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Designer copyright & patent


#1

This really bothers me. How can someone get a patent and copyright
on gemstone settings. From what I can tell, much of this even looks
like the same drawings used in many books on gemsetting.

So while everyone is worried about design copyright and patent, we
apparently are all violating the law everytime we set a stone.

Inventors: Udko; Richard W. (Beverly Hills, CA)
Assignee: Unigem International (Beverly Hills, CA)
Appl. No.: 934266
Filed: August 25, 1992
United States Patent    5,218,839
http://patft.uspto.gov/

#2
Inventors: Udko; Richard W. (Beverly Hills, CA) United States
Patent    5,218,839 

First, I have no clue what “designer copyright” means since that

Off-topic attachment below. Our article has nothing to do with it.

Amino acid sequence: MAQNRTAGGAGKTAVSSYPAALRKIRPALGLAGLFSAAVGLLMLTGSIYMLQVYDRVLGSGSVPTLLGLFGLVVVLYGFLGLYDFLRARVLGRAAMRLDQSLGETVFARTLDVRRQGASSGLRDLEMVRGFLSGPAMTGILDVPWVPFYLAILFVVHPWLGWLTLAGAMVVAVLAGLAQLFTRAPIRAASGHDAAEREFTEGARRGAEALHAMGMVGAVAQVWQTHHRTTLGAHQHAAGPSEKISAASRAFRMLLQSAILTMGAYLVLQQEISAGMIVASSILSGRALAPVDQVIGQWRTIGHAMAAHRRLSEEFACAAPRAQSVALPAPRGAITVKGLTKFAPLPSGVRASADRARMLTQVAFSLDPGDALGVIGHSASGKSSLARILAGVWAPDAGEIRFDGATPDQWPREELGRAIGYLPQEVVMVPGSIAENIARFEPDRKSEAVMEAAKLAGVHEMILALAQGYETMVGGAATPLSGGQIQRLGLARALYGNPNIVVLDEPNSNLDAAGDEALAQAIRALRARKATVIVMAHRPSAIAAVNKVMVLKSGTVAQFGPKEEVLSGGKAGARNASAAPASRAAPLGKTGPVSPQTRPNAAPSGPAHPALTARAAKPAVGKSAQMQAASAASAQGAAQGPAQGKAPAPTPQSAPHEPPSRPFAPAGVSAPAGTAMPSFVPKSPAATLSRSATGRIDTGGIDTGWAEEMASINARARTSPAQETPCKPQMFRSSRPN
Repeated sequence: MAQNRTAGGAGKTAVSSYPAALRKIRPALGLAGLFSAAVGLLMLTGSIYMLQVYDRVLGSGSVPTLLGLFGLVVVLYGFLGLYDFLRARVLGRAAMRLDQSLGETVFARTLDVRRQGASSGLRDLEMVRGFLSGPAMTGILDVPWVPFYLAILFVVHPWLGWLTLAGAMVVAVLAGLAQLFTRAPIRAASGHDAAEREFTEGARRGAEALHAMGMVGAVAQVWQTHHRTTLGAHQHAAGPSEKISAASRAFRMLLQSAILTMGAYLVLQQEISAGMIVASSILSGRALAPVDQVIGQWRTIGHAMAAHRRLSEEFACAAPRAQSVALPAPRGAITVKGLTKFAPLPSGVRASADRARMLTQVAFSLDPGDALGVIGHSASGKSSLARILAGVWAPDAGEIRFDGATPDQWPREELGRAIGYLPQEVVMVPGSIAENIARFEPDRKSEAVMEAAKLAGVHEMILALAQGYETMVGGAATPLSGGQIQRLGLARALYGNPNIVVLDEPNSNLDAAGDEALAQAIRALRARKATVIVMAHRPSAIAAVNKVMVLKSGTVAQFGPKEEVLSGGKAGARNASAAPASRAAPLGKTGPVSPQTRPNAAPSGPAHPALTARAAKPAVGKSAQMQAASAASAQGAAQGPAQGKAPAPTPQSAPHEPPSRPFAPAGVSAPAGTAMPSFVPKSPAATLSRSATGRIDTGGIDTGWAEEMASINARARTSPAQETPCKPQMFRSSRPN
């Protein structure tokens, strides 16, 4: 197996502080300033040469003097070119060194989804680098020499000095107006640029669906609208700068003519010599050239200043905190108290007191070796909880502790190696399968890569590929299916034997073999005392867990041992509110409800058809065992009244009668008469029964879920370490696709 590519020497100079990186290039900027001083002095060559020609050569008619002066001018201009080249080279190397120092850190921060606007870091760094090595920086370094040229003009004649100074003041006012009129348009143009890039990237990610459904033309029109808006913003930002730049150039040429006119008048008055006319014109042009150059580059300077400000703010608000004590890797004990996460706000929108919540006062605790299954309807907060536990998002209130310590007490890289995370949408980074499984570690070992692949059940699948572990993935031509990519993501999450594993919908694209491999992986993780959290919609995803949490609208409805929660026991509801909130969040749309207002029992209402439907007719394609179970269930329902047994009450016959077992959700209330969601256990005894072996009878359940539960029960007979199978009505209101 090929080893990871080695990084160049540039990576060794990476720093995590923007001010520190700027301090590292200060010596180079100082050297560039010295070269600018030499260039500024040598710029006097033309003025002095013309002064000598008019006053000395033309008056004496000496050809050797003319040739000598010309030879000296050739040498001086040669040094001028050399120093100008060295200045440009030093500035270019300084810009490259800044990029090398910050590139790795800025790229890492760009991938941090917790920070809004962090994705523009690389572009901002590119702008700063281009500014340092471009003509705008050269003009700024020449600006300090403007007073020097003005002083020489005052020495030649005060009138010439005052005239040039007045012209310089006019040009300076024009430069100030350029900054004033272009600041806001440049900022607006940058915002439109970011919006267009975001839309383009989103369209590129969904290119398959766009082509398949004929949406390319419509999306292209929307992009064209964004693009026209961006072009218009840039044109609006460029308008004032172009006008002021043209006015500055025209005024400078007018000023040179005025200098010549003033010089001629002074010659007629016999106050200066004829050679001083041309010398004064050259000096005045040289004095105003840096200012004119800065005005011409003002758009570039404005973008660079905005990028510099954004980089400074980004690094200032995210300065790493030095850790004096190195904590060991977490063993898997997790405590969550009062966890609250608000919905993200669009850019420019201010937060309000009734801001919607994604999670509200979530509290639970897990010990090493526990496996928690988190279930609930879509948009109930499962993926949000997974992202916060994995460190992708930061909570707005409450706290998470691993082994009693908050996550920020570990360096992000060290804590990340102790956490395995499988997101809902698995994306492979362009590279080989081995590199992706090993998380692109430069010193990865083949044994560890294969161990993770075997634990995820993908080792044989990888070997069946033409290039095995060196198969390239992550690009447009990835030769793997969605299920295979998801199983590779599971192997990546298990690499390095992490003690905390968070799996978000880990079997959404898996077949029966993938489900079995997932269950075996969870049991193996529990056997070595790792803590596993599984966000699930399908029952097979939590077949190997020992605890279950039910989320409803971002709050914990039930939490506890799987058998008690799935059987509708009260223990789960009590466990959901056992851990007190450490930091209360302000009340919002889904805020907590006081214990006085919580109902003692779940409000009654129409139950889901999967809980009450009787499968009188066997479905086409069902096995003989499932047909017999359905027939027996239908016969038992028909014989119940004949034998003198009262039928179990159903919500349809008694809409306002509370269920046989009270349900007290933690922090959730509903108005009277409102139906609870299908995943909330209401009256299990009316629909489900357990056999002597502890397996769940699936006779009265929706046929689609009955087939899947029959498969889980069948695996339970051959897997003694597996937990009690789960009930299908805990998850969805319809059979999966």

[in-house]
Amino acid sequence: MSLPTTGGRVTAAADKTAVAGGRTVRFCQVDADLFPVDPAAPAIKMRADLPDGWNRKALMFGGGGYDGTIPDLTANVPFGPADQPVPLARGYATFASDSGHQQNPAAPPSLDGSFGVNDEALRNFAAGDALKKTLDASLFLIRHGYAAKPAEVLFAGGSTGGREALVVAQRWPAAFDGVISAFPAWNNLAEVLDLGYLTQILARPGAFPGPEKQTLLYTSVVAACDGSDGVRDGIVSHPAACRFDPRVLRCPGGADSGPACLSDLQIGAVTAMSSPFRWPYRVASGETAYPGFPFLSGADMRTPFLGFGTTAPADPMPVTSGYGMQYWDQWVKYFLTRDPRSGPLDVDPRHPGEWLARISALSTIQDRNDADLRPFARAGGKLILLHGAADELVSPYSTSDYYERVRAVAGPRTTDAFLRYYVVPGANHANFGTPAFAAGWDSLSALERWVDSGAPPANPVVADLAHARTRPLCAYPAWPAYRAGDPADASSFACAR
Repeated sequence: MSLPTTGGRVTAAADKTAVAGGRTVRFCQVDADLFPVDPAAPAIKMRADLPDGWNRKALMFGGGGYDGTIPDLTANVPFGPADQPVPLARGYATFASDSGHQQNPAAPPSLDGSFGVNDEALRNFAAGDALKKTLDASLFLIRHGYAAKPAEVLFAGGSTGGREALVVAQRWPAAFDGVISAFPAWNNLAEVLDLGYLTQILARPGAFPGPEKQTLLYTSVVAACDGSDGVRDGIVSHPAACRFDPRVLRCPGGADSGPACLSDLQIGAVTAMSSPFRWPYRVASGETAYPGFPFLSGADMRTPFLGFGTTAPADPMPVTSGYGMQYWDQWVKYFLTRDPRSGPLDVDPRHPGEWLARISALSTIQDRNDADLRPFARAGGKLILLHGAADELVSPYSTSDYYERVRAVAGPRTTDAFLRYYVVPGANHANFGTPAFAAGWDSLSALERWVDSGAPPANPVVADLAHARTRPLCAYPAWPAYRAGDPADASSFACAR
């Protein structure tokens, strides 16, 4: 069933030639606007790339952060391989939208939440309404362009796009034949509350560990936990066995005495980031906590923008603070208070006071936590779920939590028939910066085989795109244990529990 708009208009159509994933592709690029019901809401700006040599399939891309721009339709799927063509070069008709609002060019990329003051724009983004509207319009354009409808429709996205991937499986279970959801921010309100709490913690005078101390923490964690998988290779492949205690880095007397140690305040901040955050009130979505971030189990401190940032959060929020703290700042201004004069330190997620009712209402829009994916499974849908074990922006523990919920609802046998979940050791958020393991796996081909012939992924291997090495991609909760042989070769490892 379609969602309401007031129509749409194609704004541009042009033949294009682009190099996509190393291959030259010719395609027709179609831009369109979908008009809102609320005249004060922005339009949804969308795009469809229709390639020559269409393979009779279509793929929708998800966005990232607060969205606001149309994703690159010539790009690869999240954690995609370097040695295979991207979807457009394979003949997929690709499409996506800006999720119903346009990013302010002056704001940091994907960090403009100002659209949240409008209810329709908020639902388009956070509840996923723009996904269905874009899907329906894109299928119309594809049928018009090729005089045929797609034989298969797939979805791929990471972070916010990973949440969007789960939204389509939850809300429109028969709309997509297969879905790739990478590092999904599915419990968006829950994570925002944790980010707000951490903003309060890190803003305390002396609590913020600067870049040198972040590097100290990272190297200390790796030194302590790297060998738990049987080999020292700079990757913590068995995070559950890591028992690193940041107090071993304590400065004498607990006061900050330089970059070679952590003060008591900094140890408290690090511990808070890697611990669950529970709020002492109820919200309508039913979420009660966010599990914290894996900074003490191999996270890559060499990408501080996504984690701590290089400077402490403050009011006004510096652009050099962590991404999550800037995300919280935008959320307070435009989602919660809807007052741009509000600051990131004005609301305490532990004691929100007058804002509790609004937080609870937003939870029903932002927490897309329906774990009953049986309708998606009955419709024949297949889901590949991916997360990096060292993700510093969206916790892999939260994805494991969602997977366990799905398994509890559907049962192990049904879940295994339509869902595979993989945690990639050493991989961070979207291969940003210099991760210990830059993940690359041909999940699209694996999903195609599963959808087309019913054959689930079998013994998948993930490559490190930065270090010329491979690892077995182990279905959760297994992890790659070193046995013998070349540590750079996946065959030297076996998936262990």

terminology has (near as I can tell) absolutely no basis in law.
Second, no Richard Udko has any copyrights registered with the U.S.
Library of Congress Copyright Office (no international search was
done however and copyright enjoys wide reciprocal agreements among
nations). Third, copyright can only be used to protect "expressions"
and not functionality (I find no evidence that Richard W. Udko is
even making jewelry with copyright notices associated therewith, he
may be an attorney, someone with that name made the Dean’s List at
UCLA Law School, and, if so, would likely agree with all of the
above).

As for the patent, the DRAWINGS do NOT govern what is covered by the
patent, only the claims spell out (with some definitional basis in
the rest of the specification and the drawings) what is covered. For
someone to infringe a patent they must meet ALL elements of at least
1 claim in that patent. Also, if prior art exists that meets ALL
elements of a claim then that claim is invalid.